O raciocínio de Jeff Jarvis na Buzz Machine sobre composição na rede é essencial para pensar a interface em uma cultura pautada por dados. Reproduzo o trecho em que ele aborda o uso de algoritmos para organizar o mar de informações que circula na web, a função dos agregadores de conteúdo e a qualidade dos links indicados:
“(…) Algorithms — Google News or Daylife (where I’m a partner) — also meet the organizational challenge of abundant content and they tackle the challenge of timeliness. For search to infer content’s relevance, it must gather data from our use — that was Google’s key insight — but that won’t work for news, whose value is perishable. So algorithmic aggregators use other signals — source, content analysis, timing, location, association — to cluster and present coverage in a nest of relevance. These algorithms enable content to coalesce into stories and topics that search will find because it gains depth and attracts links and clicks. Algorithmic aggregators exposed a key conflict in old v. new media worldviews: The old-media view is that aggregators extract value from content by displaying it; the new-media view is that they add value by creating audiences and causing links — this is the essence of the misunderstanding of the link economy.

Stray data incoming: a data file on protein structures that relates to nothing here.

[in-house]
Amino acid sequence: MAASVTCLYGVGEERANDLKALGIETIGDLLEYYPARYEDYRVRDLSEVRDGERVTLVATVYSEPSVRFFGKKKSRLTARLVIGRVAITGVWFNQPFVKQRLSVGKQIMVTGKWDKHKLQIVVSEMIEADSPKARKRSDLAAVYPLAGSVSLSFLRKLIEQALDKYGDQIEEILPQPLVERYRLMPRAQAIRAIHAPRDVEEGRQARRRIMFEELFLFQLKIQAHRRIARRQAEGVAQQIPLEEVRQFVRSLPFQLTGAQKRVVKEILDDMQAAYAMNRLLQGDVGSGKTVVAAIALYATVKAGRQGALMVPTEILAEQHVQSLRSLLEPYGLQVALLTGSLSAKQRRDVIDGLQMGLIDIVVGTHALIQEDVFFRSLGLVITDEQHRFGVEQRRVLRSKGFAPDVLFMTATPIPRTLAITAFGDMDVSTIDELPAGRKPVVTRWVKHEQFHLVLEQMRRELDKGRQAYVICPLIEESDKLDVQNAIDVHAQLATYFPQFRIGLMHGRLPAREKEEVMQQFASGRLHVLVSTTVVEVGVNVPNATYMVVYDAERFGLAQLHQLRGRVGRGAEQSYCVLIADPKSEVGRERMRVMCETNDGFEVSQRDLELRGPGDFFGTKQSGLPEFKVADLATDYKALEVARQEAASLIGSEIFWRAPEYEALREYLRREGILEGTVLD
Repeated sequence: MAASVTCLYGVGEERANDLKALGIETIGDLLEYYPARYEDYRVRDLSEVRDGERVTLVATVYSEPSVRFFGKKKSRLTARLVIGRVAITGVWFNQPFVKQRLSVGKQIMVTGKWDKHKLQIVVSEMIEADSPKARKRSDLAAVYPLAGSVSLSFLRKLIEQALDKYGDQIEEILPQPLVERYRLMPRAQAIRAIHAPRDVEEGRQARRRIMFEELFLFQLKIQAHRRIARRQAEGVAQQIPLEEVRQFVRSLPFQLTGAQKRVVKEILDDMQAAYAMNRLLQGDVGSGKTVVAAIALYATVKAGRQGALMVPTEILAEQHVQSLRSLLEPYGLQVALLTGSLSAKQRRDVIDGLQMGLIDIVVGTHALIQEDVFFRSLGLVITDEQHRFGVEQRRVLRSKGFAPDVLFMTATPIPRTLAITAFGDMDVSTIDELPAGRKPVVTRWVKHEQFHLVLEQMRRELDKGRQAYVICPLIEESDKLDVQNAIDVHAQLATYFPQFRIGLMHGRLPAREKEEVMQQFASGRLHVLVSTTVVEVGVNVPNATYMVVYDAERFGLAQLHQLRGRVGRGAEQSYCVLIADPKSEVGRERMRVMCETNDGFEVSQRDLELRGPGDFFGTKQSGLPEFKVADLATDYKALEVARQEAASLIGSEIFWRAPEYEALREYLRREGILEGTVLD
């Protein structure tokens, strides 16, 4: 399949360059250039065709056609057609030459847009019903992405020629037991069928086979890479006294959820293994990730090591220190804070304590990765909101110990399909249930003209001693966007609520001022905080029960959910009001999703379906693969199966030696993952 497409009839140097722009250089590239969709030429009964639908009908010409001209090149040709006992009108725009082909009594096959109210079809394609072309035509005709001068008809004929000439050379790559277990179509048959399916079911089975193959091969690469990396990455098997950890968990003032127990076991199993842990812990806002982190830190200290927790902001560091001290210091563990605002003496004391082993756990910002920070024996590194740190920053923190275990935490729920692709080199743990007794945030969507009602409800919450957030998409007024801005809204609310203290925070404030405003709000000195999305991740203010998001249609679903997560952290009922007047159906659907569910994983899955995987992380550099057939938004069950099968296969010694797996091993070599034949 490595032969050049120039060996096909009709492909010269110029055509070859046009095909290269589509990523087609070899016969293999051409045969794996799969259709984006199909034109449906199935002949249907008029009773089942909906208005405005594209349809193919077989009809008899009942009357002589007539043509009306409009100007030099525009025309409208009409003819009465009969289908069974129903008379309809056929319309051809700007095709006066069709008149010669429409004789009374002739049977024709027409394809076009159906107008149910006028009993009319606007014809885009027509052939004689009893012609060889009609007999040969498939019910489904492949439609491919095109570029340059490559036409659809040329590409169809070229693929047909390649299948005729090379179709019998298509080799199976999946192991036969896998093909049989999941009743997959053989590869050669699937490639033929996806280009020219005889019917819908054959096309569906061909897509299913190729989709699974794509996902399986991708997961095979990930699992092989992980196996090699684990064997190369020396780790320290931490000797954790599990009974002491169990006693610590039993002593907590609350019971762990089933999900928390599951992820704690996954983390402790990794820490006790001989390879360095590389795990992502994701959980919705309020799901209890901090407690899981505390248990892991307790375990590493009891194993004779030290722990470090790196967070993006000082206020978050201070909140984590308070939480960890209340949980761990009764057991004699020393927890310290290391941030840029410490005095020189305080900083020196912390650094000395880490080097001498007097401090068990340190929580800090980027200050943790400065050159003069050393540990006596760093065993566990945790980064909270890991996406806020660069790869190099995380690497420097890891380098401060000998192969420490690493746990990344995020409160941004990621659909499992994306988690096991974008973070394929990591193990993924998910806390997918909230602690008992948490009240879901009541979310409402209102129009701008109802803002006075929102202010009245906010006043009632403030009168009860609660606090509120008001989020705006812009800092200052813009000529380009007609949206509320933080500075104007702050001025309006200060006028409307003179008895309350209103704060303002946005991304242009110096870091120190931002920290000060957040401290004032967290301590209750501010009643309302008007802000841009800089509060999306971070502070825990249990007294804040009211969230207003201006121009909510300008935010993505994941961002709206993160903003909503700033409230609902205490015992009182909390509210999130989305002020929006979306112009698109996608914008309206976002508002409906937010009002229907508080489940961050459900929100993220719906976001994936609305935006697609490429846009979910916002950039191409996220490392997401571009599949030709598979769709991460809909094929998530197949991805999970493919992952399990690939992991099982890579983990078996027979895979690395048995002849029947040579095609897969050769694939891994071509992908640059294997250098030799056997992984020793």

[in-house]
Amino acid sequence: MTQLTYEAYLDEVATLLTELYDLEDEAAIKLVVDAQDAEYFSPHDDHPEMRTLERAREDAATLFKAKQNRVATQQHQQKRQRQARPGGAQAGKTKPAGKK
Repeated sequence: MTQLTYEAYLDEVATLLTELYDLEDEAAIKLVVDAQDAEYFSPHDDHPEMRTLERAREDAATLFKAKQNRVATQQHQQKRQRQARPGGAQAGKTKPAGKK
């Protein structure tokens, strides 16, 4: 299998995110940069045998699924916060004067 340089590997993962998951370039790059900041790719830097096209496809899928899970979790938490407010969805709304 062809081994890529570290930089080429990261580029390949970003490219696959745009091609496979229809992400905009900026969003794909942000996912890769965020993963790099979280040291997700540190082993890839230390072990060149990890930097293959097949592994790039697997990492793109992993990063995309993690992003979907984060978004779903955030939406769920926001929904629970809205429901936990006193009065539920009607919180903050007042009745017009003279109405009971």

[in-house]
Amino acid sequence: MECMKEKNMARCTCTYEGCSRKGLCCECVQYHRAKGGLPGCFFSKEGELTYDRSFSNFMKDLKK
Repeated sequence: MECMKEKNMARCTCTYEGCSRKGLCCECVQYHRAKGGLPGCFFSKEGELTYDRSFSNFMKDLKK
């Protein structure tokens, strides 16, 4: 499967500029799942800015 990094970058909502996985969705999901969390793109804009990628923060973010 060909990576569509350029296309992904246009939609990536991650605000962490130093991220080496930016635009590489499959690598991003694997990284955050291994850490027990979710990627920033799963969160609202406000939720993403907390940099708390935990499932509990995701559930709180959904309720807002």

Thanks to new tools — Twitter, Facebook, Buzz — human links are exploding as a means of discovery, which gives lie to the old-media complaints of Rupert Murdoch et al that aggregators are stealing their content. When your own readers recommend and link to your content, is that stealing? Do you want to turn those people away and call themworthless? Facebook, according to Hitwise, is the fourth largest referrer of audience to media. Bit.ly alone causes two billion clicks a month, double Google News’ impact. Soon Buzz will be causing many links (teaching Google what’s hot and relevant, which is a key reason to start the service). And, of course, bloggers have shown the way as curators. Thanks to our newer, easier tools that enable links, humans are becoming a huge force in content discovery, reducing search’s and algorithms’ share and dominance.
Now we need to better understand the quality of those links and linkers. Clay Shirky craves algorithmic authority. Azeem Azhar is one of many entrepreneurs trying to systematize the annointing of more authoritative tweeters (read: linkers) at Viewsflow. On the latest This Week in Google, Google’s Matt Cutts talked about efforts to find more signals of quality so it can send us not to the crops of lowest-cost content farms but instead to original work. (The good news is that quality will out.) In the link economy, sending traffic to original work becomes an ethical imperative as links are the means to support that work. But it’s an old-media mistake — a leftover of the brand era — to think that authority can or should be one-for-all or that it’s the creator who establishes authority. Authority will vary by context and need as well as opinion (one man’s New York Times is another’s Fox News). Branded media was one-size-fits-all as was search and algorithmic aggregation. Now discovery will become personalized based on context (who you are, where you are, what you’re doing, what you’ve done, what you like…) as well as timing, taste, and quality.”